- 07-Nov-2013 --- original version.
- 09-Nov-2013 --- updated problem 3 and 5 comments.

**Method of images.**
In general, follow the guidelines used in class for the problem of a point
charge outside a conducting sphere. Make sure you allow for the charge inside
to be place at any radius up to a (not just in the center!).
- What does symmetry tell you about the qualitative placement of an image charge? What condition can you use to quantitatively determine where to put it and how large the charge should be? Be sure to check your formula for the potential by evaluating on the surface of the sphere.
- Review the in-class derivation of the surface-charge density.
- Use the image charge!
- In each case, answer about the change (if any) in the potential, induced
surface-charge density (including the
*outside*surface), and force. Assume a value for the outer radius (e.g., b). What does superposition say about an added potential V. For a conductor, if there is a charge q in the hollow interior and Q on the sphere, how is that Q distributed between the inner and outer surface? (Remember Gauss's law applied to a Gaussian sphere inside the body of the spherical shell.) Does the image charge change in either of these cases? **The potential of a voltage patch.**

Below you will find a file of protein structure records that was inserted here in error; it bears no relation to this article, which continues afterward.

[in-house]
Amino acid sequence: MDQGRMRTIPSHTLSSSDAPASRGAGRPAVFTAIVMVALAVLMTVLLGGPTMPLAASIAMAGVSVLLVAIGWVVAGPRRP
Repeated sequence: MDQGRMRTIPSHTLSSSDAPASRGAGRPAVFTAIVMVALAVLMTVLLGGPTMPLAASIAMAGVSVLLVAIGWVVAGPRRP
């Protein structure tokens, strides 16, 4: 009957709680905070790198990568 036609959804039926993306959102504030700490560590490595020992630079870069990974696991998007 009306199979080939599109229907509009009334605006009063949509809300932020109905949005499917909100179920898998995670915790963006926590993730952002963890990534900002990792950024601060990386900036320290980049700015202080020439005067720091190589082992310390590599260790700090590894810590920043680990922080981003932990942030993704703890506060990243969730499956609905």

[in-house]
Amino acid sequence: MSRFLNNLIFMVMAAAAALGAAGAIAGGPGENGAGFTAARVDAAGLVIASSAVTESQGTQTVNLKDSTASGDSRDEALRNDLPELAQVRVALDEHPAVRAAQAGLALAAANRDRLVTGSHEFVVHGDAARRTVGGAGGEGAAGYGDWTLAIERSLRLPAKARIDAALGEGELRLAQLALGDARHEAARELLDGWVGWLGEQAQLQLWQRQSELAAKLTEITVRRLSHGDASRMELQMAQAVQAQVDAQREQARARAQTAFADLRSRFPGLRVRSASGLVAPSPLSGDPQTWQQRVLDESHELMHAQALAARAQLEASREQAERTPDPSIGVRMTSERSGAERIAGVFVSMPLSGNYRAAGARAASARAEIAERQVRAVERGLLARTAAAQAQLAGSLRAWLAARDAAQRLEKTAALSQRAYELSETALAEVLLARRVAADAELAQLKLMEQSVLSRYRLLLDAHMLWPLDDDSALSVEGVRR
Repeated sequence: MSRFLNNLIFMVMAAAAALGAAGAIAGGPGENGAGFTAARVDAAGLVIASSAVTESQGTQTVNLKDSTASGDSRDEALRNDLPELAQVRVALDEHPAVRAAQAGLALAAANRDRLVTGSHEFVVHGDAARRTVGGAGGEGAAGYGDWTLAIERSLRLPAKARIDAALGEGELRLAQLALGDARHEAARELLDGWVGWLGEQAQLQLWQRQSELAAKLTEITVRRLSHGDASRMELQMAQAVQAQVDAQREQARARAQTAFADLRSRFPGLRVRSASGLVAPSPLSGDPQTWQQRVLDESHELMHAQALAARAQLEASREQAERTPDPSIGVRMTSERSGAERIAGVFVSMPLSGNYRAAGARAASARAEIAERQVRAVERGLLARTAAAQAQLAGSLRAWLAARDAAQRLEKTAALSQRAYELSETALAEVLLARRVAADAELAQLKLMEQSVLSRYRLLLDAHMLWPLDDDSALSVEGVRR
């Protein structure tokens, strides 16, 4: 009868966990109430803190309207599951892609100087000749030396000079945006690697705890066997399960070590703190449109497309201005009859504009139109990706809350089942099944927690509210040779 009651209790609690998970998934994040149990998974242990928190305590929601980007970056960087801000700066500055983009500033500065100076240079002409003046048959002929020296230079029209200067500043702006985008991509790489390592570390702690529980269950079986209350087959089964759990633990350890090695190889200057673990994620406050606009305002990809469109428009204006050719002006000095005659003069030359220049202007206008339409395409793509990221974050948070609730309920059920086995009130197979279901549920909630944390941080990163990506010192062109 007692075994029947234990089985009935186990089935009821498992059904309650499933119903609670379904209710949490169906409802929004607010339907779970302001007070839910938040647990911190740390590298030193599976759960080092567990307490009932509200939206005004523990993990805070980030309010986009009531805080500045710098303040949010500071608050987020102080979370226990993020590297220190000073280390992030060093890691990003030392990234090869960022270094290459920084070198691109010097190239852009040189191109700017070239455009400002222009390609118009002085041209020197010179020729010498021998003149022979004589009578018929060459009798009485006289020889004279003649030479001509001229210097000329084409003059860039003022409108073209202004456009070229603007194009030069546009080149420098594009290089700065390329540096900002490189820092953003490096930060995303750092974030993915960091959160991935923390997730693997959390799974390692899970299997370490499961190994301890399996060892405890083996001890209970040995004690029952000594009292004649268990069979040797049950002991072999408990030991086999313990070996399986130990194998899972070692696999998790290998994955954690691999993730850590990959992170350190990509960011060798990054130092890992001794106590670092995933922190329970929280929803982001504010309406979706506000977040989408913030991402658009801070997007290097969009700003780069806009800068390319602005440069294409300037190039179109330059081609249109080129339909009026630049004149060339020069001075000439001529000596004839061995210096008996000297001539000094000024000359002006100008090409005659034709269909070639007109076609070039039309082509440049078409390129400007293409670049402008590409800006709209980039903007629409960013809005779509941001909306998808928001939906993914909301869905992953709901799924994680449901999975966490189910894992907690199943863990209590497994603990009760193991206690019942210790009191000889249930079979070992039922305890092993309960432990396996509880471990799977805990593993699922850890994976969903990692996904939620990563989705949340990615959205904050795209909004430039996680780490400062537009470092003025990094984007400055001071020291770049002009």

This is a Dirichlet boundary value problem, which is similar
(with a different potential and orientation) of
a Green's function example (using the Master formula)
considered in class. What is V and what is S?
What is the charge density? What is the Dirichlet Green function from the image
charge method?
**Green function expansion.**
This is the two-dimensional analog of a problem considered in class.
Follow the same steps in each part.
**Applying a Green function expansion.**
Use the Master formula with the result from the last part. What is the
charge density to use in this case? (Answer: very simple!)
Is there a contribution from the surface term? You will need to integrate
over y' from 0 to 1 but you have the y**The mysterious hollow cube.**
One way is to follow the derivation from class for the potential using separation of
variables and an expansion in sines, cosines, sinhs, and coshs
that we solved for the cube with grounded surfaces but now on the
z=0 and z=a surfaces apply the different boundary condition when solving
for the Z(z) part. Another way is to use the more general Dirichlet Green
function from class (the one with sinh's leads to the same result as
the direct expansion of the potential) and apply the master formula. Either way
works.
**More image charges.**
In this case the image "charges" are image "lines of charge" but this is
completely analogous to using point charges to find the potential
in the presence of intersecting grounded planes. Find the surface charge density
by relating it to the electric field by Gauss's law and find the field from
the scalar potential.
**Using a cube to simulate a point charge.**
Apply the Master formula using the Green function expansion for a rectangular
box, generalized to apply to a box centered at the origin.
Why is it sufficient to calculate just one face?

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Last modified: 02:05 pm, November 13, 2013.

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